Above: Set in a sugar cane field, this scene portrays elements of Jamaican folklore, among them a black magic priestess, a three-legged cow “with flames in its eyes that would turn you into ash,” and dark trees with African masks, Clarke says. The girl with a bird attached to her head “is a recurring character in my early works that married the idea of people being like children of the Earth, dependent on the natural world like the birds of the air,” he explains. “While I drew this piece, I was deeply focused on how the stories of my homeland were so intimately intertwined with history.”
Tales of Home
Writer: Kelly Roberson
Photographer: Duane Tinkey
Mythological creatures and events of Jamaican folklore engage the mind and enchant the artwork of Antwain Clarke. The Kingston native lives in Des Moines now, but revives his homeland’s duppy, or ghost stories, through his elaborate illustrations.
“These stories may seem so infantile, yet they contain such potent wisdom, important history and beauty,” says the 25-year-old Clarke. “I particularly love the dichotomy of grimness and fancifulness each story offers.”
For Clarke, the Jamaica of his youth lures and guides his burgeoning career as an artist, even as he has left its geography behind. In 2016, fresh out of college with a degree in urban planning, Clarke chose the Midwest—a place he had never visited—for his future, thanks to a work and travel program offered by his university.
“I didn’t even know Iowa was a state, much less what Des Moines was like,” Clarke says. “I remember stepping off the plane and a gust of frigid wind greeted me. Almost by reflex, I spun around and tried making my way back into the aircraft.” He would spend his first night lugging his suitcase down Fleur at midnight, “trying to figure out where to go before hypothermia kicked in.”
To an outside observer, Clarke’s talent seems unbounded, which can be both a gift and a struggle. His mother insists that he has been drawing since he could hold a pencil, Clarke says, but his parents wanted more than just art school for him. He spent seven years at Wolmer’s Boys’ School, an institution he credits for shaping him: “I remember my headmaster beating the podium, passionately crying, ‘Excellence, gentlemen, excellence! Only your best is good enough!’ Then he would point to the emblem of the golden sun bursting through the clouds of ignorance. … It was awesome.”
After graduating from Wolmer’s, he attended the University of Technology-Jamaica. There, he pursued urban planning but never let go of his artistic interests, placing third in a competition run by the Jamaica Cultural Development Commission and wondering where art would fit into his future.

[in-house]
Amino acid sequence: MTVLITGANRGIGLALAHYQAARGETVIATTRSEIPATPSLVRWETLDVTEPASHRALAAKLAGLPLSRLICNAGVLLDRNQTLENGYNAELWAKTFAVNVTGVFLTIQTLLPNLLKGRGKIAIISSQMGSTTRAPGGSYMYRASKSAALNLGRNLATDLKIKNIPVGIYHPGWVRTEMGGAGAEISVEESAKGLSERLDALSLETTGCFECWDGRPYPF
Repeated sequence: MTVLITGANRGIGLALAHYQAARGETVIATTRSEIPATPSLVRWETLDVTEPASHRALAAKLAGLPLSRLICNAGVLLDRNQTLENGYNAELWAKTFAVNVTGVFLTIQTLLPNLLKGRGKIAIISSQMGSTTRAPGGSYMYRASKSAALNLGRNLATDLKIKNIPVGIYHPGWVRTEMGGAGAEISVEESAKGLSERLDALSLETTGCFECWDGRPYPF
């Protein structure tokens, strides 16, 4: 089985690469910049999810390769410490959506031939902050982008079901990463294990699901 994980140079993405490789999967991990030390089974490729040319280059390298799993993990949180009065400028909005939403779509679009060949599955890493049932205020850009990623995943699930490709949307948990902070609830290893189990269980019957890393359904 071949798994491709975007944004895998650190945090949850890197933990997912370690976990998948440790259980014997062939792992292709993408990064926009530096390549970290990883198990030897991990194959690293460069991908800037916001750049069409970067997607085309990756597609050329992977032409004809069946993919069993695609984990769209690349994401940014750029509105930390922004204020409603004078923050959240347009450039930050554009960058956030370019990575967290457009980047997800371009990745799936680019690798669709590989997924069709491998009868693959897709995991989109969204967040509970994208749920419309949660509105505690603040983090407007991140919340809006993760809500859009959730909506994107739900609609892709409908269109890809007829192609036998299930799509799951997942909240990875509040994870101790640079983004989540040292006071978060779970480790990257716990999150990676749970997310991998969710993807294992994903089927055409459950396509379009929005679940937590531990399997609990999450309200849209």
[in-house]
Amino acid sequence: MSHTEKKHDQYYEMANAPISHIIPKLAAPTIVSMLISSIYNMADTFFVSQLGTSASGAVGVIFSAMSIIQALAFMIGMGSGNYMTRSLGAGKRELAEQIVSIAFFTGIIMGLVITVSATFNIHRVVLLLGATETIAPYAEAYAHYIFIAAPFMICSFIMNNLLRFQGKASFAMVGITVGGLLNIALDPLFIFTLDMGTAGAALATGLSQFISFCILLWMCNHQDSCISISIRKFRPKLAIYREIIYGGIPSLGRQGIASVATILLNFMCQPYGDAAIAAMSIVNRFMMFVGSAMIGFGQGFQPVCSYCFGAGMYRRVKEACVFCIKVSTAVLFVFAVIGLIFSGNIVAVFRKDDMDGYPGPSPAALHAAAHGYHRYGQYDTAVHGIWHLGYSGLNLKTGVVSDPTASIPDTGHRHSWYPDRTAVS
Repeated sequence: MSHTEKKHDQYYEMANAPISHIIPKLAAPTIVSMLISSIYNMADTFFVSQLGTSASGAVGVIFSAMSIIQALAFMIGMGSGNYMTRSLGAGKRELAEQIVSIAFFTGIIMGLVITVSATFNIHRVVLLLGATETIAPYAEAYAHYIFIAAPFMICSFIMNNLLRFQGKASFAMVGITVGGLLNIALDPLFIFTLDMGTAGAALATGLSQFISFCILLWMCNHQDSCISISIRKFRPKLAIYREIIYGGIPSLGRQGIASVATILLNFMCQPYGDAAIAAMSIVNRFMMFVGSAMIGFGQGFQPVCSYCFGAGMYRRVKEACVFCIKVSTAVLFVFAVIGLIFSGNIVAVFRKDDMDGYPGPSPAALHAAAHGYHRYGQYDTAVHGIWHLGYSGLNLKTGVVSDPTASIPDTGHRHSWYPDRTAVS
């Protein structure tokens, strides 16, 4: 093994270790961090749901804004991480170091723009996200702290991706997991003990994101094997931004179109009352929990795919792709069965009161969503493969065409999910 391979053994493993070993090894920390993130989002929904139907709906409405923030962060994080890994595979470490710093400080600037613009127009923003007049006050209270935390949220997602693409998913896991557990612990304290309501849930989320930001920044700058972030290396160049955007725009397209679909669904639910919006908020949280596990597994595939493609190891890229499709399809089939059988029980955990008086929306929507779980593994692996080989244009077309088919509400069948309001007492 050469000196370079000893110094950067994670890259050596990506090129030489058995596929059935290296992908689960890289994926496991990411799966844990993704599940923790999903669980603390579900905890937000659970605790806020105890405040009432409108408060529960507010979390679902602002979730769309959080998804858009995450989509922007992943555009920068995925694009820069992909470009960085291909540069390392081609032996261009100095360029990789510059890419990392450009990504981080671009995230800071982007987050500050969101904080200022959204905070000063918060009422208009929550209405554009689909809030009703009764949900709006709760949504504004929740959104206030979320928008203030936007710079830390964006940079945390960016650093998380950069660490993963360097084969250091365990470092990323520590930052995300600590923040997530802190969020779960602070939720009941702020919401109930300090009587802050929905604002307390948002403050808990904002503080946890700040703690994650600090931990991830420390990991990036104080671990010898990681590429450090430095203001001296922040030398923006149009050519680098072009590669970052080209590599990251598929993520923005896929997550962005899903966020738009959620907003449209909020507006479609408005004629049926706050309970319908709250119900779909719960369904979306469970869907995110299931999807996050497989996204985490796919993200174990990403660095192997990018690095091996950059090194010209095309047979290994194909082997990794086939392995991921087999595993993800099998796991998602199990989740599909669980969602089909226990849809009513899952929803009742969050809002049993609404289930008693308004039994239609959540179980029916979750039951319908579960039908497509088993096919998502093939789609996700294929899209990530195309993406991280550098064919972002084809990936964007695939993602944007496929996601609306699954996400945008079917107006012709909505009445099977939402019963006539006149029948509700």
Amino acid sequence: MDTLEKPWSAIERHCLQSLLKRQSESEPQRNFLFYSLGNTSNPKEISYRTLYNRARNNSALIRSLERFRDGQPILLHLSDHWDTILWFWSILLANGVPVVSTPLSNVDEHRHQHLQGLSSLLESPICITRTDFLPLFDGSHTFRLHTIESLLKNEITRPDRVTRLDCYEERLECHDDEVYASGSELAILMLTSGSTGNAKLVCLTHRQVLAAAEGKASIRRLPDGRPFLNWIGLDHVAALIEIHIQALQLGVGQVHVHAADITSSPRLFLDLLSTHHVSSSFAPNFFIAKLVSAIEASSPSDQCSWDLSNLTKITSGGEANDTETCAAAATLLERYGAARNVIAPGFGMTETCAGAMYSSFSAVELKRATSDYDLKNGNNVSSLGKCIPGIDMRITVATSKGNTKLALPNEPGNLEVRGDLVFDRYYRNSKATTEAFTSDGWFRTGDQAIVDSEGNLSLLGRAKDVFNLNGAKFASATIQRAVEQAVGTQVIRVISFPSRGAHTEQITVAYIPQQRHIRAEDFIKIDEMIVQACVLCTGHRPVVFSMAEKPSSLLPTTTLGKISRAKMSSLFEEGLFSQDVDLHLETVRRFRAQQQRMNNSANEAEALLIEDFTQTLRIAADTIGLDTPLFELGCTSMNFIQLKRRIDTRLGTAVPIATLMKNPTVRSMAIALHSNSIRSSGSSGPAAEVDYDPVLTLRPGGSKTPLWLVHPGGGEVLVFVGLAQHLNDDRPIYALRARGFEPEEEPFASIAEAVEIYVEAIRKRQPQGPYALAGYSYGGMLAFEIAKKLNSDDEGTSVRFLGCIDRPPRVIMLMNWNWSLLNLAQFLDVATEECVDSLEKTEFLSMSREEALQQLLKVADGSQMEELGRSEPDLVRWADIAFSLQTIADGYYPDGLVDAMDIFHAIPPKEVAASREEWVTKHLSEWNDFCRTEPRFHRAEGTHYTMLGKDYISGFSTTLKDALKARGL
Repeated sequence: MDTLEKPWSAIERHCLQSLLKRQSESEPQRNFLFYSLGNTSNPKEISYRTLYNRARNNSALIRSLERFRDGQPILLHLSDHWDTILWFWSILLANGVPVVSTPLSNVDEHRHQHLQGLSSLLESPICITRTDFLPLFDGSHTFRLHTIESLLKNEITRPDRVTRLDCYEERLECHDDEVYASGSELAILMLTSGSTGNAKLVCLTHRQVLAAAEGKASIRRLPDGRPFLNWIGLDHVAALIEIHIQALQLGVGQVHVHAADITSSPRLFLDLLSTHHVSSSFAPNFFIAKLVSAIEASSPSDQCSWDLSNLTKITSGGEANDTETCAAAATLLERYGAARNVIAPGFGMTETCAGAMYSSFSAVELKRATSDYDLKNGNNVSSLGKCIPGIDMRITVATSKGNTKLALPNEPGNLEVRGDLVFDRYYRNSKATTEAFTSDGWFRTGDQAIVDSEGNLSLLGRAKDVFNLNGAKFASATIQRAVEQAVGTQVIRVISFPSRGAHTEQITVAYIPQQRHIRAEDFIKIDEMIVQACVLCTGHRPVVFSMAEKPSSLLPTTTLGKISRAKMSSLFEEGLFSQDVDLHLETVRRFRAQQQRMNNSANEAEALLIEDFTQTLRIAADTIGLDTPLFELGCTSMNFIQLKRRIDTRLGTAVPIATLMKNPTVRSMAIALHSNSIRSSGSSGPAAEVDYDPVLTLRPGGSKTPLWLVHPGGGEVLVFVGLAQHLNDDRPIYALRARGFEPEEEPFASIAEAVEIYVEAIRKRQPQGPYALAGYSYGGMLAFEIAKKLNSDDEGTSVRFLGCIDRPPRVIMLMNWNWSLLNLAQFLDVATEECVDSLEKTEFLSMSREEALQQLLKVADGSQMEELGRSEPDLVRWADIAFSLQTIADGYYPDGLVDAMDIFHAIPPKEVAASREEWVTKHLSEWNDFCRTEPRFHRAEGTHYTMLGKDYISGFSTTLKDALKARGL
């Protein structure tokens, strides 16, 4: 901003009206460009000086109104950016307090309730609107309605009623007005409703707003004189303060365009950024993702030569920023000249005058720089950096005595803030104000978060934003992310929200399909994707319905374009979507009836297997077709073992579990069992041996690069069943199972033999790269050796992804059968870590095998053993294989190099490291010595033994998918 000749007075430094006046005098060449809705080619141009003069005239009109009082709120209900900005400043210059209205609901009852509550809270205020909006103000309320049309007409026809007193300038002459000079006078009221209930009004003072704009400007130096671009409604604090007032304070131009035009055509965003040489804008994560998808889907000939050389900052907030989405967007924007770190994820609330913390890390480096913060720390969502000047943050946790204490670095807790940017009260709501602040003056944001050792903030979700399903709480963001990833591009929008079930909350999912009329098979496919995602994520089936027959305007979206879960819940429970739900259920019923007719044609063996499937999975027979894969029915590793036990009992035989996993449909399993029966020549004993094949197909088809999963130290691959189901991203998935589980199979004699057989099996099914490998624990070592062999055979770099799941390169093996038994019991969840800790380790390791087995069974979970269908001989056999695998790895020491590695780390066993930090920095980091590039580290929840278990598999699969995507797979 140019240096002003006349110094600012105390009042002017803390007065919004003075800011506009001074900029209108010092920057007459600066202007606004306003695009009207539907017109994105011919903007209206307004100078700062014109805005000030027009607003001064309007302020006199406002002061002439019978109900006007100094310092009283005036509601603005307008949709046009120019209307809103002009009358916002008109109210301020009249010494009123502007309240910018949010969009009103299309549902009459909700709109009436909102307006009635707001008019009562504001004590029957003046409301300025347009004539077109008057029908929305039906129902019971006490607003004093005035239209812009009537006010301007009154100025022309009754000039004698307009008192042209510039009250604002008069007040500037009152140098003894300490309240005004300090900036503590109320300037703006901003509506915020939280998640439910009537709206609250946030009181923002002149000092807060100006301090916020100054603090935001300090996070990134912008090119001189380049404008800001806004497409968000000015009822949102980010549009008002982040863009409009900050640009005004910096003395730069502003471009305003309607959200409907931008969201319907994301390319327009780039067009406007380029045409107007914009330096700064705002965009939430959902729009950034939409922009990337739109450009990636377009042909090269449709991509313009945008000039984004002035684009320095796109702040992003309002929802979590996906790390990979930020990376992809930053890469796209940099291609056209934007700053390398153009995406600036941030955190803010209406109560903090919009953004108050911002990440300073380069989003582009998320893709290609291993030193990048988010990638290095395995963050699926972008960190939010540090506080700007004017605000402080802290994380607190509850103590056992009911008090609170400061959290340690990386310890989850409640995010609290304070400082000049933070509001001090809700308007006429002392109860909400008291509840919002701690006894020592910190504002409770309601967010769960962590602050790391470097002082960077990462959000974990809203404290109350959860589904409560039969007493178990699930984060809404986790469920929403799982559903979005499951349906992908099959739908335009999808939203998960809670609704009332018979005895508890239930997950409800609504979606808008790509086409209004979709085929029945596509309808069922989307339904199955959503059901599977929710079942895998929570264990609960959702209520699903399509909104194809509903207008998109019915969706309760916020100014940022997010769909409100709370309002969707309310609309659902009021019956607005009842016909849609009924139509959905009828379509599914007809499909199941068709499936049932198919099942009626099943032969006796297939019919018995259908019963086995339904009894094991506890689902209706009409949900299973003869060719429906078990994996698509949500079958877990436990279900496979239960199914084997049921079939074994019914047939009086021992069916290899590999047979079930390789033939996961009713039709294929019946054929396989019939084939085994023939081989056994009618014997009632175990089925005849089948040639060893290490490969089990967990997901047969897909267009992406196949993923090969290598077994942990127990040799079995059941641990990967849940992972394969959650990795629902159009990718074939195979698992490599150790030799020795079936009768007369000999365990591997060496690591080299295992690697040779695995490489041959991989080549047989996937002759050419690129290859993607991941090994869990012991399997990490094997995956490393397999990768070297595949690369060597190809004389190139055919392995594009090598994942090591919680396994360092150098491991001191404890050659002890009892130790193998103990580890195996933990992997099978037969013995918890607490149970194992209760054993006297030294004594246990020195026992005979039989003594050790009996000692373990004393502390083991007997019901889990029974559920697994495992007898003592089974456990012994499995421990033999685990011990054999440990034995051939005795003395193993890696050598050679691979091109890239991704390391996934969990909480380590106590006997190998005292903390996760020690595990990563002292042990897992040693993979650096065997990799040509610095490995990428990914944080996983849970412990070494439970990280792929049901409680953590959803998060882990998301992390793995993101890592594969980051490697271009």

In Des Moines, Clarke continues to unite his heritage with his creative pursuits. The most visible examples are his immensely detailed and otherworldly graphite drawings.
“I like the simplicity and grit of the media. The versatility makes nearly anything possible,” Clarke says. “It’s also poetic in that it’s such a humble media that is easily overlooked, much like the stories on which many of my drawings are based. Yet in the right hands, it can create something beautiful. The visual textures of a tree, the strands of hair … it all pulls you in.”
Recently, Clarke’s work has expanded to water-focused terrariums and aquariums, small, self-sustaining, and on display at flower studio Wildflower, where he works with owner Maya Boettcher. “I’m still surprised by his intuitive skill set, even though I had a hunch this might be the case given the range of his creative talents,” says Boettcher, who also owns Plum Event and Design. “He is methodical and driven to understand and learn about his mediums, and that is so clear when you see a terrarium or drawing he’s created.”
There’s no straight line for Clarke, but that’s OK. There are ideas and creative pursuits to master, including sculpture and woodworking. There’s inspiration, particularly from artists such as Japanese filmmaker Hayao Miyazaki. “His brilliant movies are one of my earliest sources of inspiration,” Clarke says. “I love how he combines Japanese mythology with brilliant art and story. The depth of his characters and the beauty of the art are what I emulate.
“Growing up, I never heard stories from Jamaica told in front of a large audience, which was a shame because there is no shortage of fantastic lore,” he adds. “I can’t help to think that if I were a young boy, how life-changing it would be to see such elaborately detailed illustrations about the stories of my home.”
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